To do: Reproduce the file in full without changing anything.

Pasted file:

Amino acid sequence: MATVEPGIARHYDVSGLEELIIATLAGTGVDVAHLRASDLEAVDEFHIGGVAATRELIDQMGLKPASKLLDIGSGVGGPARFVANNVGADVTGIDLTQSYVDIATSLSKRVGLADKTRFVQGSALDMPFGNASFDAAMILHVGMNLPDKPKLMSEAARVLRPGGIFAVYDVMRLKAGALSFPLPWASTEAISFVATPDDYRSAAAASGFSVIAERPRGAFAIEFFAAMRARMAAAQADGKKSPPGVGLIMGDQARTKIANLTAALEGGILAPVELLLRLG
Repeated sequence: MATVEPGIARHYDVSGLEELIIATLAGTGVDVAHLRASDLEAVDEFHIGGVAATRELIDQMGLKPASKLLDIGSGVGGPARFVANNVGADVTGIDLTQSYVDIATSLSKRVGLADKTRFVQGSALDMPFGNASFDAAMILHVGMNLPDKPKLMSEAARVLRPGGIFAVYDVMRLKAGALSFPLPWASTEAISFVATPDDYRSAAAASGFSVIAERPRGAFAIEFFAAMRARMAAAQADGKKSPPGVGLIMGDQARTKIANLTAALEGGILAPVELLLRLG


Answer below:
Amino acid sequence: MATVEPGIARHYDVSGLEELIIATLAGTGVDVAHLRASDLEAVDEFHIGGVAATRELIDQMGLKPASKLLDIGSGVGGPARFVANNVGADVTGIDLTQSYVDIATSLSKRVGLADKTRFVQGSALDMPFGNASFDAAMILHVGMNLPDKPKLMSEAARVLRPGGIFAVYDVMRLKAGALSFPLPWASTEAISFVATPDDYRSAAAASGFSVIAERPRGAFAIEFFAAMRARMAAAQADGKKSPPGVGLIMGDQARTKIANLTAALEGGILAPVELLLRLG
Repeated sequence: MATVEPGIARHYDVSGLEELIIATLAGTGVDVAHLRASDLEAVDEFHIGGVAATRELIDQMGLKPASKLLDIGSGVGGPARFVANNVGADVTGIDLTQSYVDIATSLSKRVGLADKTRFVQGSALDMPFGNASFDAAMILHVGMNLPDKPKLMSEAARVLRPGGIFAVYDVMRLKAGALSFPLPWASTEAISFVATPDDYRSAAAASGFSVIAERPRGAFAIEFFAAMRARMAAAQADGKKSPPGVGLIMGDQARTKIANLTAALEGGILAPVELLLRLG